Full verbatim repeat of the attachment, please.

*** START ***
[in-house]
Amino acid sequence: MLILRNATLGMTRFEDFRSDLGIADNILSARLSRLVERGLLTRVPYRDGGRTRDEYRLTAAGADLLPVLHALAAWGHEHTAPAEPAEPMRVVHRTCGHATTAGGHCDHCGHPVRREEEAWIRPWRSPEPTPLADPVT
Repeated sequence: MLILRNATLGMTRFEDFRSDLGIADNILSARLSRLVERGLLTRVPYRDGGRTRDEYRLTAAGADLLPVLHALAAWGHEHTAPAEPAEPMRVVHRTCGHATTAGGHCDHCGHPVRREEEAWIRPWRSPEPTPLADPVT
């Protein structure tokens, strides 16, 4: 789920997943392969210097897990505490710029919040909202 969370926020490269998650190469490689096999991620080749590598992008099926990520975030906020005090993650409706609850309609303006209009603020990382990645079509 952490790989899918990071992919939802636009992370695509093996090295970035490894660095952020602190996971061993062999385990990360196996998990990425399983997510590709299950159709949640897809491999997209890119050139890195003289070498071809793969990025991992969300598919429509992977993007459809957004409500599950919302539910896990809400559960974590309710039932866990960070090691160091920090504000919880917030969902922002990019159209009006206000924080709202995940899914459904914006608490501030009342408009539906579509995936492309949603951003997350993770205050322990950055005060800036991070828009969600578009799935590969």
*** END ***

[in-house]
Amino acid sequence: MLILRNATLGMTRFEDFRSDLGIADNILSARLSRLVERGLLTRVPYRDGGRTRDEYRLTAAGADLLPVLHALAAWGHEHTAPAEPAEPMRVVHRTCGHATTAGGHCDHCGHPVRREEEAWIRPWRSPEPTPLADPVT
Repeated sequence: MLILRNATLGMTRFEDFRSDLGIADNILSARLSRLVERGLLTRVPYRDGGRTRDEYRLTAAGADLLPVLHALAAWGHEHTAPAEPAEPMRVVHRTCGHATTAGGHCDHCGHPVRREEEAWIRPWRSPEPTPLADPVT
């Protein structure tokens, strides 16, 4: 789920997943392969210097897990505490710029919040909202 969370926020490269998650190469490689096999991620080749590598992008099926990520975030906020005090993650409706609850309609303006209009603020990382990645079509 952490790989899918990071992919939802636009992370695509093996090295970035490894660095952020602190996971061993062999385990990360196996998990990425399983997510590709299950159709949640897809491999997209890119050139890195003289070498071809793969990025991992969300598919429509992977993007459809957004409500599950919302539910896990809400559960974590309710039932866990960070090691160091920090504000919880917030969902922002990019159209009006206000924080709202995940899914459904914006608490501030009342408009539906579509995936492309949603951003997350993770205050322990950055005060800036991070828009969600578009799935590969």